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At a public meeting on Monday, Oct. 3, the Wrightstown Board of Supervisors approved a 10-year contract extension for police protection with Newtown Township.
Under terms of the deal, there is an automatic annual 5% increase in what Wrightstown will pay for police protection, which is the same terms as the first 20 years of contracted coverage, officials said.
This contract extension came up for a vote at the October 10, 2022, Newtown Board of Supervisors meeting. It failed to pass.
According the 2022 Newtown Budget, the yearly fee that Newtown charges Wrightstown for this service is $846,529. Meanwhile, Newtown pays $6,074,422 per year for "Police Services" (not including pension payments).
By a vote of 3-1 The Newtown Township Board of Supervisors (BOS) at its September 28, 2022, meeting, approved a Women’s Reproductive Rights Resolution, which by my analysis is the first such resolution passed by a Bucks County Township.
Some people and publications claim that at least 14 other PA townships and boroughs have passed identical or very similar resolutions. An article in the Bucks County Beacon, for example, reports that "Approximately 14 Pennsylvania municipalities have issued resolutions with matching verbiage [emphasis added] [to the Women's Reproductive Rights Resolution recently passed by Newtown Supervisors]."
The article further states: "The Pennsylvania State Association of Township Supervisors (PSATS) provides template-like wording to its member communities to ensure that every municipality conveys the same message to legislators."
How true are these claims? Which PA Municipalities Actually Passed Women’s Reproductive Rights Resolutions/Ordinances? How similar were they to Newtown's version? Find the answers to these questions here...
My personal summary of the September 28, 2022, meeting of Newtown Township Board of Supervisors (BOS) based on review of the agenda and video archive (I was unable to attend this meeting due to COVID). This is not a complete nor an official summary.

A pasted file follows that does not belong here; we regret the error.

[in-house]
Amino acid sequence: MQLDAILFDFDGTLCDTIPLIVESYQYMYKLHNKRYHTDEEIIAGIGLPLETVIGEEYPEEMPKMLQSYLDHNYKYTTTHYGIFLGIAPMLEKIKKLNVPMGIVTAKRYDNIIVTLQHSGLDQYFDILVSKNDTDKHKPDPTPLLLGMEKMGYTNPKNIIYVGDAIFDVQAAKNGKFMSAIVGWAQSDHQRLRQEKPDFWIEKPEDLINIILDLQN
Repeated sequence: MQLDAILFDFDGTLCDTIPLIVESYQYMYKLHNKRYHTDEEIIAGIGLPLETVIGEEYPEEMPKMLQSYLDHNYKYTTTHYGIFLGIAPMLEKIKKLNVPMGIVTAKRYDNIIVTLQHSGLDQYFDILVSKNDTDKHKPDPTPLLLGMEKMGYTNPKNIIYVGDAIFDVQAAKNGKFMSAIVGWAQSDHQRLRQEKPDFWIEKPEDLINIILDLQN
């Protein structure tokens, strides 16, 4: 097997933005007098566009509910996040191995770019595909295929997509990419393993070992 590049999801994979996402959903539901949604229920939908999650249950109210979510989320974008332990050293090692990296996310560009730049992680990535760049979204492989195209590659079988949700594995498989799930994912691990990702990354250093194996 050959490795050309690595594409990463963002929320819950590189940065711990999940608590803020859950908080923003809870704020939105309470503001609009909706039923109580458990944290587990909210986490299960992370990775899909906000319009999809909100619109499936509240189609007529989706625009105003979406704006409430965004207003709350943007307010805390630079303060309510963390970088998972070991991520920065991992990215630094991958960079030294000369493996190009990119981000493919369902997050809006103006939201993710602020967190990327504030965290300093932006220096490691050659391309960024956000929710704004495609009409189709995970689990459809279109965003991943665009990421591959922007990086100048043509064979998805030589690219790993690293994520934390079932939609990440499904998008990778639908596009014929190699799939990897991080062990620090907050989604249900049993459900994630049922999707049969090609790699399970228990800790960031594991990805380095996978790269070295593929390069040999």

Resolution Supporting A Woman’s “Right to Choose”
Review of Changes to the LI/OLI Zoning District
Review of the Joint Comprehensive Plan - Nine "Guiding Principles"
Newtown Township, with the approval of PennDOT, has placed "NO TURN ON RED" signage at the intersection of Durham Road / Sycamore Street and Washington Crossing Road / Durham Road. This applies to right-hand turns.
According to the September 9, 2022, Engineer’s Report, RVE (township engineers) reviewed a request for additional signage at the above-mentioned intersection. Proposed improvements: Addition of two signs including: R1-5L/R 'Yield Here to Pedestrian with Left or Right Arrow' sign, 36" x 36" and R10-6AL/R 'Stop Here on Red with Left or Right Arrow' sign, 24" x 30". As of October 10, 2022, I have not seen any of these proposed improvements.
The “No Turn on Red” sign – although prominent – is not stopping vehicles from making right turns on red. Perhaps a “No Right Turn on Red” sign would be better. Or perhaps it will just be a matter of issuing a few tickets and allowing more time to pass for drivers to pay attention.
John Mack's Insights:
I am sure that this is being done to improve pedestrian safety, which has been an issue on North Sycamore Street (read for example, "Supervisors Act To Improve Pedestrian Safety!"). Regardless, drivers must yield to pedestrians in the crosswalk, even when making a legal right-hand turn onto N Sycamore.
On September 20, 2022, Jeremy Stoff and Lisa Wolf of the Bucks County Planning Commission (BCPC) presented their concept of an LI/OLI district overlay plan to the Newtown Township Planning Commission (NTPC).
Also attending this public meeting were members of the Newtown Economic Development Committee, which originally proposed that an Overlay be implemented to allow more uses for the Business Commons area of the township.
The Newtown Area Comprehensive Plan is a formal planning document mandated by the Municipal Planning Code (MPC). The Comprehensive Plan is not designed to address all aspects of township governance. In developing the plan, the Joint Zoning Council (JZC) narrowly focused on issues related to land development and zoning.
Prior to its September 20, 2022, public meeting, the Newtown Planning Commission (NTPC) reviewed a video presentation by Bucks County Planning Commission (BCPC) consultants, Lisa Wolfe and Jeremy Stoff. This video provided a high level review of the plan to the NTPC, which had some questions for the BCPC consultants at the meeting.
The plan contains nine principles that will be used to guide actions and decisions of the townships within the Jointure. Learn more about the 9 Guiding Principles...